Egypt's administrative court on Wednesday ordered the cancellation of controversial parliamentary elections scheduled for April 22, throwing the country deeper into political crisis.
Judge Abdel Meguid al-Moqanen said Islamist President Mohamed Morsi had ratified a new electoral law for the country last month without sending it to the Supreme Constitutional Court for its approval, as required by the constitution.
Consequently, the administrative court referred the law to the constitutional court and cancelled Morsi's decree calling for elections.
The law was issued by the Senate, which has been acting as a legislative body since a previous court ruling abolished the lower house of parliament in June over constitutional issues.
The Senate sent it to the constitutional court, which returned it after rejecting several articles. The Senate then amended the law, but never sent it back for final approval.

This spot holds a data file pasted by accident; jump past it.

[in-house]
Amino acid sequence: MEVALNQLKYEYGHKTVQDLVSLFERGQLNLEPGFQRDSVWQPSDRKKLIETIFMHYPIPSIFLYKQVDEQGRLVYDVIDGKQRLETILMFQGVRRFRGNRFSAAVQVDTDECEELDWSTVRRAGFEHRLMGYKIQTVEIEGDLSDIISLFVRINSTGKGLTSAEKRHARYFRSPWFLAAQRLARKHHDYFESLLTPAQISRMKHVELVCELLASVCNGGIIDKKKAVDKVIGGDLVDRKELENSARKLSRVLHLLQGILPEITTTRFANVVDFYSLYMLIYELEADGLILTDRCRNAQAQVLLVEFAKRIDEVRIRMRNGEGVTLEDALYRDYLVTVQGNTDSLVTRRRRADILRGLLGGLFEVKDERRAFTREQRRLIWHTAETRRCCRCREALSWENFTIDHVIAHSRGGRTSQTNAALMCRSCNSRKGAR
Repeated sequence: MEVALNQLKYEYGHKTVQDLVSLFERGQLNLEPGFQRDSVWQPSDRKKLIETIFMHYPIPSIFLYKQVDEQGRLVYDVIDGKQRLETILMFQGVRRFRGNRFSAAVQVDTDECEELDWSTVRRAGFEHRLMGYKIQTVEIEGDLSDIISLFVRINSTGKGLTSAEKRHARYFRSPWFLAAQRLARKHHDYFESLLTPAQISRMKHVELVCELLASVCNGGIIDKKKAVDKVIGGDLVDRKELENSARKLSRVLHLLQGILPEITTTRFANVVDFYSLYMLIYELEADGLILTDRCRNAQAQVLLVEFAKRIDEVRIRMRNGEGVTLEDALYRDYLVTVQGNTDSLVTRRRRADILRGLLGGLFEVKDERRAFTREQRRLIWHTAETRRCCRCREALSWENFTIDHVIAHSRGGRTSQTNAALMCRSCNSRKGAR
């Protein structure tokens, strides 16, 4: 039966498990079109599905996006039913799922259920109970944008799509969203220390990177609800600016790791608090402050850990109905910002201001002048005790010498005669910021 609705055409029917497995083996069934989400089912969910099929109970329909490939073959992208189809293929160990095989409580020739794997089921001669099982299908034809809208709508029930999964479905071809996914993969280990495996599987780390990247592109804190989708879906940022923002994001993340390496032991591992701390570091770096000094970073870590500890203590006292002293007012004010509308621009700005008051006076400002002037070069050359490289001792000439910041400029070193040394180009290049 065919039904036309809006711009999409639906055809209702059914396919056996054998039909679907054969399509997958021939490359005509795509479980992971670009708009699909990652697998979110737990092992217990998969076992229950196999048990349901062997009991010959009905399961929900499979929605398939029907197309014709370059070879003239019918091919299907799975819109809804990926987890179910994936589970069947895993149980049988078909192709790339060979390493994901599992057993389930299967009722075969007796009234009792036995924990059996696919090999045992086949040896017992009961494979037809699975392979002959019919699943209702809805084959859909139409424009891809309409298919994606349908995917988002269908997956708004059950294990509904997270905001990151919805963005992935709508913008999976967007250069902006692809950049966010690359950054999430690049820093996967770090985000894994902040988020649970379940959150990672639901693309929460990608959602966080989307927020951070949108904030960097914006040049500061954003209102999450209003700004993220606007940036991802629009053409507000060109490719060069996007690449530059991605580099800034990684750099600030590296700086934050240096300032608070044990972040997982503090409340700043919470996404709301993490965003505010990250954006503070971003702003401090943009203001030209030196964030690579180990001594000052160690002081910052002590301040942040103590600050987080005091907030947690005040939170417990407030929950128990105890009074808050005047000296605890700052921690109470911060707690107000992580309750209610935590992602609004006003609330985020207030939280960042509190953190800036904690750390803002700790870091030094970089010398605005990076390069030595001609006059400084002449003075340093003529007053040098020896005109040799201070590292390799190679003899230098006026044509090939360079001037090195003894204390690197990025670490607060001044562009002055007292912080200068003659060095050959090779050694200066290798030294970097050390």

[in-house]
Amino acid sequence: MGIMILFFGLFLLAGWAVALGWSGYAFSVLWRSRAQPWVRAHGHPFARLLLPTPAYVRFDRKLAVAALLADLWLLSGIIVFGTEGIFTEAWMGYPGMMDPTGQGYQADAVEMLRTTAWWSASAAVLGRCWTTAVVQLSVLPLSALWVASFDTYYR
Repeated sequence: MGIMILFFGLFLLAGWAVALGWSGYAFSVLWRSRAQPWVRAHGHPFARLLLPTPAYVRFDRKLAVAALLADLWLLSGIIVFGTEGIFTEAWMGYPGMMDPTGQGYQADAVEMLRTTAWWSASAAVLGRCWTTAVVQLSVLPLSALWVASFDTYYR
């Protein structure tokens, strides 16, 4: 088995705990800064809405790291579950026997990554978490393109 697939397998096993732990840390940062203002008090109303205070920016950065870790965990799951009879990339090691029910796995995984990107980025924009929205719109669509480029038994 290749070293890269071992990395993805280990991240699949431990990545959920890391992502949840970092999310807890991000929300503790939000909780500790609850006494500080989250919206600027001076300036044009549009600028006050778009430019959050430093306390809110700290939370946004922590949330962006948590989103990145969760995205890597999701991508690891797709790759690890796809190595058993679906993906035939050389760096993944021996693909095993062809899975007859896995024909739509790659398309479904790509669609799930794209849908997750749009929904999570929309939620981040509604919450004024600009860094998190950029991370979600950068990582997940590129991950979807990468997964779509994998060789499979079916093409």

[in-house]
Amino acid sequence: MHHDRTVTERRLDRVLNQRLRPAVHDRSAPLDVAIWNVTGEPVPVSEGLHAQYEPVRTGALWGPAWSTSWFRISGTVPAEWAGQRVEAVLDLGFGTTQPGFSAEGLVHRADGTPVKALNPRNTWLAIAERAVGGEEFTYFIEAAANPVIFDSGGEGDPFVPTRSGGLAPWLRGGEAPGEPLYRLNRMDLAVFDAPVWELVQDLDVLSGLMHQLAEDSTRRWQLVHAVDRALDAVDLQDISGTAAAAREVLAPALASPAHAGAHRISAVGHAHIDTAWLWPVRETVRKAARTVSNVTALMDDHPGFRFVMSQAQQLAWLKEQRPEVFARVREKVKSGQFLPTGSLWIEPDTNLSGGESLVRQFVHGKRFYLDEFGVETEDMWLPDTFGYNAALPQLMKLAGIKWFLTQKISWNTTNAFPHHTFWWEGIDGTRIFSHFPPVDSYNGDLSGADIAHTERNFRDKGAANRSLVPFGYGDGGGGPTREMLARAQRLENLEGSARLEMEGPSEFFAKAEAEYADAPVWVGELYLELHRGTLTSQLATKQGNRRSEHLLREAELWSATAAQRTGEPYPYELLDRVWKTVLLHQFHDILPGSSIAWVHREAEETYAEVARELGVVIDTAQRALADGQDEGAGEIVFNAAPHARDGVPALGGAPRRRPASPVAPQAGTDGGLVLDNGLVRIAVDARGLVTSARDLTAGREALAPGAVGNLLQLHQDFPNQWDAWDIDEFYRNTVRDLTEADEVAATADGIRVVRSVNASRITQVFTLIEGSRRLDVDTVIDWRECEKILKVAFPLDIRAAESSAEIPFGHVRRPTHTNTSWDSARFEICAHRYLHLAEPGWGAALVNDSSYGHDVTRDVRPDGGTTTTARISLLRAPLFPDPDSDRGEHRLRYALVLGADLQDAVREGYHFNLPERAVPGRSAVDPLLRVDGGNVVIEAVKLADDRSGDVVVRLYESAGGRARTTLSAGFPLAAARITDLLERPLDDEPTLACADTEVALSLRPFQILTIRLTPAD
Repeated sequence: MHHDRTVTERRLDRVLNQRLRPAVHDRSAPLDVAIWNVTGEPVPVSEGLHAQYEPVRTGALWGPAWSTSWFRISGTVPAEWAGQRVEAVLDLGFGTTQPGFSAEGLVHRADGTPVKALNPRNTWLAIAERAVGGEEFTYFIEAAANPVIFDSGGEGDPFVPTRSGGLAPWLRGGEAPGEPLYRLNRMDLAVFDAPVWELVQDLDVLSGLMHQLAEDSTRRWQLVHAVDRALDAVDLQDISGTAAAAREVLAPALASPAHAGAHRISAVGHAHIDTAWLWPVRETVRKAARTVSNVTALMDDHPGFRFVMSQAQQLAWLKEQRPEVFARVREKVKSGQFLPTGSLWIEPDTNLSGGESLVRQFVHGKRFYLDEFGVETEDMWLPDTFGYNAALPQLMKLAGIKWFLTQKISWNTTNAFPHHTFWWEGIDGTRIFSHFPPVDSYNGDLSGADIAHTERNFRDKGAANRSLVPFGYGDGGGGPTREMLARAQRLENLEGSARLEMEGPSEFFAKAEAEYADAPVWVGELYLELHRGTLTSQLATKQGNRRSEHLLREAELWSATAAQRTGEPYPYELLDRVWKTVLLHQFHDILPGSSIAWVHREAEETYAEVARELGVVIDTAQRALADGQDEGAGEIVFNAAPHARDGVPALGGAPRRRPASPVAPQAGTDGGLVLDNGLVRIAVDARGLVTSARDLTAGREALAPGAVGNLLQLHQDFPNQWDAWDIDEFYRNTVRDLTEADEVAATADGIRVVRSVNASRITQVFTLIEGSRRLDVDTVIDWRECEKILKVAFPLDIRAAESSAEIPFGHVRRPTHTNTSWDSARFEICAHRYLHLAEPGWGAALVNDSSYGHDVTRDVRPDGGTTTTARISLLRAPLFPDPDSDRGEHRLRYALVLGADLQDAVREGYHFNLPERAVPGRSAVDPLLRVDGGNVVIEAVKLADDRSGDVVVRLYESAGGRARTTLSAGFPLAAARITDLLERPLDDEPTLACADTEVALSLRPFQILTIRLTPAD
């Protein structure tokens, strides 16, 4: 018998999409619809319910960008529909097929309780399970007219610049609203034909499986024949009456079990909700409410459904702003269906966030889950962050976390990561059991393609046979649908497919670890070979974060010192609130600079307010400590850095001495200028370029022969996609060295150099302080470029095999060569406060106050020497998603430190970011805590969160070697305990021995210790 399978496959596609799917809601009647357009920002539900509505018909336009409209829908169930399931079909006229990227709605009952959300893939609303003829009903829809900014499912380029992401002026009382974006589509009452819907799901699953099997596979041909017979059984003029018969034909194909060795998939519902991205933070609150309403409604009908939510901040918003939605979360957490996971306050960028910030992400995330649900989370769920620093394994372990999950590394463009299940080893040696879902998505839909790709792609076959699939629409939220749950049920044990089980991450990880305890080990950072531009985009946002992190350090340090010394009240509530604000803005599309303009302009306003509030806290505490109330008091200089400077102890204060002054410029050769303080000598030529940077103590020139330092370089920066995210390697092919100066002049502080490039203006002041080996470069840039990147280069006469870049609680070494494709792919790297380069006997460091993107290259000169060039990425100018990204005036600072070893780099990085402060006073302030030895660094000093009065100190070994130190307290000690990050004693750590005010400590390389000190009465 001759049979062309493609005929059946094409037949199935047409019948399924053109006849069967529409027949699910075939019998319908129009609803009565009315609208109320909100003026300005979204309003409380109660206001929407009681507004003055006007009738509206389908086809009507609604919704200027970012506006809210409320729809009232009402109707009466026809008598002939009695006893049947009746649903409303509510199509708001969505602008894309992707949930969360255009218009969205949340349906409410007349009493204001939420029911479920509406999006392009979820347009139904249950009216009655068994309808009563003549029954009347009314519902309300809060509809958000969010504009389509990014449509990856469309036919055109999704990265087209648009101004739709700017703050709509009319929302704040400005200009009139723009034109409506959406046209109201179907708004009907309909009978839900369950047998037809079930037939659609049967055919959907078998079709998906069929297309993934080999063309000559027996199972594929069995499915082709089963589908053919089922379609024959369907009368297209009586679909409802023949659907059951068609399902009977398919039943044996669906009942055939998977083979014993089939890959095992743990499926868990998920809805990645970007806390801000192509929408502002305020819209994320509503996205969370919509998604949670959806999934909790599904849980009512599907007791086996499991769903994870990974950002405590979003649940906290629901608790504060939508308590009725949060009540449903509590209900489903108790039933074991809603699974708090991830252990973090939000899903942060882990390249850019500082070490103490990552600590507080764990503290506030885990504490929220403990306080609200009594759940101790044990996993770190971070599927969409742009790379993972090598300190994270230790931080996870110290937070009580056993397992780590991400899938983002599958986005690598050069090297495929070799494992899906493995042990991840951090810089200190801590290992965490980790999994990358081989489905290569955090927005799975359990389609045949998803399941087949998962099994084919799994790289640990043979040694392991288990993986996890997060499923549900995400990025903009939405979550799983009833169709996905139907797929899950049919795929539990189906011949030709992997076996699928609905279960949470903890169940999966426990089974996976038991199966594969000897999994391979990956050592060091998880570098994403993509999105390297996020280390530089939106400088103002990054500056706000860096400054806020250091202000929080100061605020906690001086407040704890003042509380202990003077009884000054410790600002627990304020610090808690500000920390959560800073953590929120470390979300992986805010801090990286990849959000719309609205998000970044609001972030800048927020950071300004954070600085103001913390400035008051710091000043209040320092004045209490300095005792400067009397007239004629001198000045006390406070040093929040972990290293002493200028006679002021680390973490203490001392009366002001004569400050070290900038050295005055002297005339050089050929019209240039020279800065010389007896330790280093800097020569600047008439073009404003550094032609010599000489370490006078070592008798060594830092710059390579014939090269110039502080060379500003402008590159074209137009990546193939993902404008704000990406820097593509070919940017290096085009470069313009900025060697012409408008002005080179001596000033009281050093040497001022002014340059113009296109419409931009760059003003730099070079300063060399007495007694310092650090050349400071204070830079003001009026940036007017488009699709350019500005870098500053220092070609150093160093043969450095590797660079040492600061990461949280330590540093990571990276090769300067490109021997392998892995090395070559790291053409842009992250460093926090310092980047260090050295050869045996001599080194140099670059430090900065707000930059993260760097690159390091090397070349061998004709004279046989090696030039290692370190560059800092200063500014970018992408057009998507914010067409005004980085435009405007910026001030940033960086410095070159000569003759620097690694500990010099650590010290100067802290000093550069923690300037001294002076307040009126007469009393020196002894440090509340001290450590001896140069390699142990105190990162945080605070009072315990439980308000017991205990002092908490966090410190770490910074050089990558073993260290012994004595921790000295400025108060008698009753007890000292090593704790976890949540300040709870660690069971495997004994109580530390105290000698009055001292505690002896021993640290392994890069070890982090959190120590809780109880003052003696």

This puts Morsi, who ratified the law despite that fact, in an uncomfortable position.
He has repeatedly insisted that elections would usher in stability, dismissing criticism that the timing of the polls was wrong with the country gripped by unrest and division.
The election had been scheduled to take place in four stages over two months.
Egypt's main opposition bloc, the National Salvation Front, had already announced it would boycott the vote -- expressing doubts over its transparency -- and demanded a new electoral law.
The gulf between the ruling Islamists and the opposition has been growing wider since November, when Morsi issued a decree expanding his powers.
The decree was repealed after intense street pressure, but only after a controversial Islamist-drafted constitution was rushed through.